NEW DELHI: Sector tribunal TDSAT has reprimanded Sun TV for not implementing its interim order and asked it to forthwith give signals of all its channels to TataSky on an a la carte basis, while the latter was given freedom to pay Sun on actual subscription as seen from SMS records.
The tribunal was yesterday hearing an appeal on its interim order issued earlier, and held that the consistent stand of TDSAT had been that interim orders must be complied with before any subsequent application for review was filed, and Sun had not done that.
In its significant pronouncement on 19 March that could have far-reaching implications for the broadcasting industry, the Telecom Disputes Settlement Appellate Tribunal had passed the interim order asking Sun TV to stream its signals on an a la carte basis to TataSky, at 50 per cent of the cable charges.
However, Sun yesterday sought a review of the order trying to ride on a new angle, saying that if it had to give signals of all its channels to TataSky, it would violate its IPR agreement with many outside content providers who created programmes for it.
Sun argued that it has agreements with producers of programmes who are not its own in-house content makers, which are shown on some of its channels. The agreement between these outside producers and Sun TV is that their programmes could be shown on cable and satellite TV only, Sun's senior counsel said.
Thus, if these channels were shown on DTH (TataSky), it would contravene the agreements mentioned above, he averred.
Sun also wanted the tribunal to issue an order that TataSky ought to pay Sun for its entire subscription base, not on a la carte basis, that, is not for those subscribers alone who chose to watch Sun channels on the DTH platform.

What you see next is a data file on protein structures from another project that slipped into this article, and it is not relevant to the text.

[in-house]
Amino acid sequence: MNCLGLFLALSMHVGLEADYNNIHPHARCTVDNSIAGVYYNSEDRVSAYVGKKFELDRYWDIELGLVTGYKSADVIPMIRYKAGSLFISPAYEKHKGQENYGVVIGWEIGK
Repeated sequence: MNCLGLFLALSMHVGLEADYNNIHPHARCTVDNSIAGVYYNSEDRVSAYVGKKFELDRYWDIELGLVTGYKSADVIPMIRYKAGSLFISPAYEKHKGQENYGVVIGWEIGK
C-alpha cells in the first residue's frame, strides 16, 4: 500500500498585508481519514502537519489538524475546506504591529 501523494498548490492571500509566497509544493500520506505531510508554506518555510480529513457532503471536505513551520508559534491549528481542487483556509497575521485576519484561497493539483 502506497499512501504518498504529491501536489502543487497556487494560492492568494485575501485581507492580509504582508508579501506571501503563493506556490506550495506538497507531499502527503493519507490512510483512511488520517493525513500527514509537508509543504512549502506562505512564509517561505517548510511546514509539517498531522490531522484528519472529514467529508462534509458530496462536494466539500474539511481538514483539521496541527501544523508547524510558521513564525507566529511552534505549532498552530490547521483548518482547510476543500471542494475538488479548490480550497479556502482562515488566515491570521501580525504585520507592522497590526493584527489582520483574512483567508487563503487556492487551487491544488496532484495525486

TDSAT said that this was not acceptable to them, and asked Sun to give signals of all its channels to TataSky, but the latter would pay Sun on the tribunal stipulated 50 per cent of cable charges, but only for those number of subscribers who are actually watching Sun channels on TataSky.
At a point in time during the arguments, the tribunal said that all along it has been insisting on consumer interest, addressability, level playing fields for every player, transparency, etc., but if TataSky is asked to pay for its entire subscriber base, all that would go out the window.
The tribunal had held: "On merits, the main controversy revolves around the fact that the respondent wants to give all its 20 channels as a package and on a price quoted by it, whereas the petitioners' case is that the respondent has not made all its channels as part of a package or a bouquet.
"They are being offered on a-la-carte basis and therefore, the petitioner is entitled to take whatever channels it wants to take on the price quoted by respondent as part of a-la-carte rates reduced by 50 per cent."
Meanwhile, TataSky's DTH rival Dish TV, which plans to take Sun TV on its DTH platform, already has an agreement in place with Sun, but it will implement that after a joint marketing campaign with Sun TV is worked out, sources told indiantelevision.com.